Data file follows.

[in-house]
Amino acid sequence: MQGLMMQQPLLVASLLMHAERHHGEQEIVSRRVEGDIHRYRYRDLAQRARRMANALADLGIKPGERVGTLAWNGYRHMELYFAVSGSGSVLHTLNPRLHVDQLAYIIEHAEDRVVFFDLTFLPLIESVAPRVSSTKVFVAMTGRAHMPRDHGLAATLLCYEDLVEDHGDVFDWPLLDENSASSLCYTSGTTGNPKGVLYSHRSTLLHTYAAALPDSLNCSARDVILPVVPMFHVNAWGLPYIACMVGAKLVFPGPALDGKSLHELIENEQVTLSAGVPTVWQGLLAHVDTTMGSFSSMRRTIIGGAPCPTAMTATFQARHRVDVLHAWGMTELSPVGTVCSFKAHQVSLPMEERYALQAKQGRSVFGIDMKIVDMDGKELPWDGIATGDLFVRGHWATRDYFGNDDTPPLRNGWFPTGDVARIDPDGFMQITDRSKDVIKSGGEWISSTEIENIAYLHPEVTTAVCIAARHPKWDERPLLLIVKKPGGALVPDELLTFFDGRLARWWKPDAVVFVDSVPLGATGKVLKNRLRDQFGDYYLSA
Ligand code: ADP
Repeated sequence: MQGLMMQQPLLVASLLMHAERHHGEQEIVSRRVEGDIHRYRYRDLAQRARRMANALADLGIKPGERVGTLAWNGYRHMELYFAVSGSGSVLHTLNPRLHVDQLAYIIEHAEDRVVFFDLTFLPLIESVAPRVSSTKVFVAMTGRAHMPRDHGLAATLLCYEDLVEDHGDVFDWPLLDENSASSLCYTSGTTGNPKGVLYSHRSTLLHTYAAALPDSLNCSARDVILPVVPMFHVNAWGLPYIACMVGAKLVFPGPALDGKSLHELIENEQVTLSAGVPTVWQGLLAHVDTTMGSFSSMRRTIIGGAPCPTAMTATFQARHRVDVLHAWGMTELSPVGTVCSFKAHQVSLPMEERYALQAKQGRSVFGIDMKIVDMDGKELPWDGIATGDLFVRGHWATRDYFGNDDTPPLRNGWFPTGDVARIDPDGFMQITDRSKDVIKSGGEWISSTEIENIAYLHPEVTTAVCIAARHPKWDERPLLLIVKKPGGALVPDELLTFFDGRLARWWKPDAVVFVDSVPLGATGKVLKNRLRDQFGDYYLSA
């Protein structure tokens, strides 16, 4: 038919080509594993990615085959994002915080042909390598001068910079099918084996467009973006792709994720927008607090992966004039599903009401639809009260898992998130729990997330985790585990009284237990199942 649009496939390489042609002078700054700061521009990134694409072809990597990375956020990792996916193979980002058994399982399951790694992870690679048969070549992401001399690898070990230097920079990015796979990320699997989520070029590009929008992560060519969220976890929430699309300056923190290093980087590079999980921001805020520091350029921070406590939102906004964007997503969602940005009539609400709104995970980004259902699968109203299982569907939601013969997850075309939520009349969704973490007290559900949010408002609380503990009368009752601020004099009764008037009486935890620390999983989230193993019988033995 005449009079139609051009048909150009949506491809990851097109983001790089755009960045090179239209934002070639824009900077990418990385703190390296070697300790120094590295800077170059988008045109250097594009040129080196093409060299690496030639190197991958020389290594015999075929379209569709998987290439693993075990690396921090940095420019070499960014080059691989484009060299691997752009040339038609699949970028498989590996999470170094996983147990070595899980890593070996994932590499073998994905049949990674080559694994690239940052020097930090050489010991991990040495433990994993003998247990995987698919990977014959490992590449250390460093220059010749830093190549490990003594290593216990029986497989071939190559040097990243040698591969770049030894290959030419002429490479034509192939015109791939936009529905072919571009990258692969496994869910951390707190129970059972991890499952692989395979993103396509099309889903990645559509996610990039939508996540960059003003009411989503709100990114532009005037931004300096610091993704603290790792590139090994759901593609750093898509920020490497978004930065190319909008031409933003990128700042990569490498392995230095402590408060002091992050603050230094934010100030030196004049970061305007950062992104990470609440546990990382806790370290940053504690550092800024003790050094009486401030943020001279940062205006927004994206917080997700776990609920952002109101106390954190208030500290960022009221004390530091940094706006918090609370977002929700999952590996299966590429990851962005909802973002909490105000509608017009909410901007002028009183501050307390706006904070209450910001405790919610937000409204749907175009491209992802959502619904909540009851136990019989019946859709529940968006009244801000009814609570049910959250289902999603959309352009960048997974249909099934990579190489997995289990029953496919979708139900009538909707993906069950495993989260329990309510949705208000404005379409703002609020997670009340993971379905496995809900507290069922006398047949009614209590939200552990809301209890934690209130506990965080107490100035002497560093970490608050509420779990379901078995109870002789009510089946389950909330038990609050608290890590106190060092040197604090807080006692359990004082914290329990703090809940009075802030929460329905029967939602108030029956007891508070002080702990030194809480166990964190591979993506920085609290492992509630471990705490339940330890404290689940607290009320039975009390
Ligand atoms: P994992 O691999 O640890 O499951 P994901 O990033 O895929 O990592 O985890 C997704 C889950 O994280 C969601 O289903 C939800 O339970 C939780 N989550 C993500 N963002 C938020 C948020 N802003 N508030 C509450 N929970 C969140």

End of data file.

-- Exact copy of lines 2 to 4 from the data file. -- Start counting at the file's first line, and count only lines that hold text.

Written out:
Amino acid sequence: MQGLMMQQPLLVASLLMHAERHHGEQEIVSRRVEGDIHRYRYRDLAQRARRMANALADLGIKPGERVGTLAWNGYRHMELYFAVSGSGSVLHTLNPRLHVDQLAYIIEHAEDRVVFFDLTFLPLIESVAPRVSSTKVFVAMTGRAHMPRDHGLAATLLCYEDLVEDHGDVFDWPLLDENSASSLCYTSGTTGNPKGVLYSHRSTLLHTYAAALPDSLNCSARDVILPVVPMFHVNAWGLPYIACMVGAKLVFPGPALDGKSLHELIENEQVTLSAGVPTVWQGLLAHVDTTMGSFSSMRRTIIGGAPCPTAMTATFQARHRVDVLHAWGMTELSPVGTVCSFKAHQVSLPMEERYALQAKQGRSVFGIDMKIVDMDGKELPWDGIATGDLFVRGHWATRDYFGNDDTPPLRNGWFPTGDVARIDPDGFMQITDRSKDVIKSGGEWISSTEIENIAYLHPEVTTAVCIAARHPKWDERPLLLIVKKPGGALVPDELLTFFDGRLARWWKPDAVVFVDSVPLGATGKVLKNRLRDQFGDYYLSA
Ligand code: ADP
Repeated sequence: MQGLMMQQPLLVASLLMHAERHHGEQEIVSRRVEGDIHRYRYRDLAQRARRMANALADLGIKPGERVGTLAWNGYRHMELYFAVSGSGSVLHTLNPRLHVDQLAYIIEHAEDRVVFFDLTFLPLIESVAPRVSSTKVFVAMTGRAHMPRDHGLAATLLCYEDLVEDHGDVFDWPLLDENSASSLCYTSGTTGNPKGVLYSHRSTLLHTYAAALPDSLNCSARDVILPVVPMFHVNAWGLPYIACMVGAKLVFPGPALDGKSLHELIENEQVTLSAGVPTVWQGLLAHVDTTMGSFSSMRRTIIGGAPCPTAMTATFQARHRVDVLHAWGMTELSPVGTVCSFKAHQVSLPMEERYALQAKQGRSVFGIDMKIVDMDGKELPWDGIATGDLFVRGHWATRDYFGNDDTPPLRNGWFPTGDVARIDPDGFMQITDRSKDVIKSGGEWISSTEIENIAYLHPEVTTAVCIAARHPKWDERPLLLIVKKPGGALVPDELLTFFDGRLARWWKPDAVVFVDSVPLGATGKVLKNRLRDQFGDYYLSA